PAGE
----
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BeitragVerfasst am: Mo Feb 18, 2008 01:31:34 
Titel: Fate of Darfur’s missing children
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Zitat:
Fate of Darfur’s missing children worries UN agency
By IRIN
Last updated: Sat, Feb 16, 2008 21:17 PM (EAT)

Several days after Sudanese government-backed militia attacked villages in West Darfur, hundreds of children remain unaccounted for, the UN Children’s Fund (Unicef) says.

“There are an unknown number of children aged 12-18 who are missing, especially boys. Nobody knows what has happened to these children,” Naqibullah Safi, head of Unicef for West Darfur, said.

Initial reports suggested that up to 800 children were unaccounted for, but the actual number is probably lower, Unicef said in a statement following an assessment mission to the towns of Sirba and Abu Surouj.

“One of Unicef’s main concerns is to take care of the large numbers of children who have been orphaned or abandoned by their parents, or have gone missing in the confusion of the last few days,” the agency noted.

The Unicef team found that buildings had been burned and thousands of residents had fled the towns.

“Initially people needed food and medicine, there were cases of malnutrition, but the most common problem was people were burnt,” Safi said.

“There are some civilian casualties, but exact figures are not known. Most shelters in Sirba have been burnt, and 60-70 per cent of Abu Surouj.” The attacks sparked a mass evacuation from the region, leaving only a few thousand residents in Abu Surouj. “We do not know the exact figures, but there are indications as many as 30,000 people might have been displaced,” Safi said.

ICRC official killed

A national staff member of the International Committee of the Red Cross (ICRC) was killed during the fighting in Seleia.

According to Sudanese officials, the February 8 attacks were intended to rout opposition Justice and Equality Movement (JEM) forces from Abu Surouj, Sirba and Seleia towns. But JEM officials say the attacks instead targeted civilians.

The UN World Food Programme, which participated in the joint assessment mission, said about 5,000 people in Sirba were in urgent need of food, shelter, medical support and other non-food items.

Fighting in Darfur escalated sharply in 2003 when communities living there took up arms against the government in Khartoum, accusing it of marginalising Darfur. At least 200,000 lives are estimated to have been lost while over two million people have fled their homes.

Meanwhile, around 135 rebels captured when they attacked the Chadian capital N’djamena in early February were displayed by Chadian police on Wednesday, some of whom were identified as children.

“Among these prisoners there are minors,” Interior Minister Ahmat Mahamat Bachir said during a press conference. He added that the children cannot be released at the moment. “These young people have embarked on this path [of being child combatants] so you cannot return them to their villages yet. They need to be re-educated to change their way of thinking.”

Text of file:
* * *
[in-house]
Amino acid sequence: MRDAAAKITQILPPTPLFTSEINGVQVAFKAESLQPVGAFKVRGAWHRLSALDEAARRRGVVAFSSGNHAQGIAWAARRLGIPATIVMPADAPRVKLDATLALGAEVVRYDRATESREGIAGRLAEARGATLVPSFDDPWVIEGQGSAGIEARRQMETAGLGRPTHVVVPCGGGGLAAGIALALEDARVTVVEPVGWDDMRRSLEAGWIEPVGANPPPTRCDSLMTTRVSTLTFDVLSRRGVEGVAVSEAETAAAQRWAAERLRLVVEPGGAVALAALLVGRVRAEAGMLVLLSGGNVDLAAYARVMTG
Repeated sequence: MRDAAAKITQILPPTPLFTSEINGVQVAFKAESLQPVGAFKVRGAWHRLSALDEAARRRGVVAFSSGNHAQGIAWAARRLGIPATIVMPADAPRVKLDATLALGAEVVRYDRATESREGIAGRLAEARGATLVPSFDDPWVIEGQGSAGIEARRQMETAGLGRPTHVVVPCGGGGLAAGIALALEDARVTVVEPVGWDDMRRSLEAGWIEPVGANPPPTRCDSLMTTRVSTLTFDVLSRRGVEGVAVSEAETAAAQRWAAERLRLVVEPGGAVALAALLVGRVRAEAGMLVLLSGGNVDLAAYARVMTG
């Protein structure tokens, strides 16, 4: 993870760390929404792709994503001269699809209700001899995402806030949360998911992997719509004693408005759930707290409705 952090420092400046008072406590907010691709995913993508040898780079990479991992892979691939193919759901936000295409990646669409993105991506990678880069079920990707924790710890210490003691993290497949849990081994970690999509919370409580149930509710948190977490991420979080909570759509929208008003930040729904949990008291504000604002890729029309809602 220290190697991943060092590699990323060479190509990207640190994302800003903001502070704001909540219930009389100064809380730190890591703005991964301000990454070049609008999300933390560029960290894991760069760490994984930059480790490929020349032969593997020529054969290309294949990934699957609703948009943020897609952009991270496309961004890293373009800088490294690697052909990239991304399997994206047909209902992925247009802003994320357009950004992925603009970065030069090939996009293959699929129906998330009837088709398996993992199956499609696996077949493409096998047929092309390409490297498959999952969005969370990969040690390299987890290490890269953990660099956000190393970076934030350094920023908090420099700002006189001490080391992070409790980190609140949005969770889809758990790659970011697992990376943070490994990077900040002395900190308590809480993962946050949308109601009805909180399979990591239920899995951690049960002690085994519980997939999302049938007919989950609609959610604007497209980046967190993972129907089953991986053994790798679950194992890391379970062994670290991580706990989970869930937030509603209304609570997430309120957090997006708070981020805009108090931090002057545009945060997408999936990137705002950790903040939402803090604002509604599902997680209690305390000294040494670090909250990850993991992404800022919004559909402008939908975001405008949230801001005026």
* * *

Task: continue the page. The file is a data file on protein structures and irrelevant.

IRIN contacted Unicef in N’djamena for comment but a spokeswoman said the agency’s staff members were only beginning to return to the city having been evacuated earlier in the month during the fighting.

“All I can say for now is that if it involves children, then Unicef is also going to be involved,” Cifora Monier, the spokeswoman, said.

Chad’s government has also recruited children into its ranks, according to Unicef and human rights groups. In recent months, Chadians say the army has been forcibly recruiting men and boys in N’djamena and other towns, giving them minimal training before shipping them out to fronts in the east.

In December 2007, Unicef told IRIN that one of its programmes to demobilise child soldiers from the Chadian army had been cancelled by the government.

Chad’s interior minister said security forces are continuing to look for rebels and their accomplices in N’djamena who are still in hiding.

“We will continue the house-to-house searches and find those mercenaries,” he said.

Child soldiers

His key message was not about the use of child soldiers in the country’s brutal fighting, but that many of the prisoners were from Sudan. Many, he said, are “radical Muslims.”

“Our defence forces captured all of these Islamic mercenaries in the pay of Sudan. You have identity cards … Some are from Islamic groups; some are from Al Qaeda,” he said.

“They were sent by [Sudan’s President] Umar Al-Bashir [and] al Qaeda not only to destabilise Chad but the whole of Africa,” he said.

Sudan’s government has denied that it is backing the rebels in Chad or that it is in league with al Qaeda.

Political disappearances

Regarding widespread reports that Chad’s government had recently rounded up political opponents who have since disappeared, the minister said a judicial inquiry into the matter began on February 12.

France, the former colonial power in Chad, had recently called for clarification of the whereabouts of the politicians. The minister said it was “already clear” that the rebels, not the government, were responsible for the opposition leaders disappearing.

“These people were arrested when their homes were under the control of mercenaries. We only learned of their arrests on the radio,” he said. “It is not known if they were arrested [by the rebels] or if they are hidden somewhere [with the rebels],” he said.

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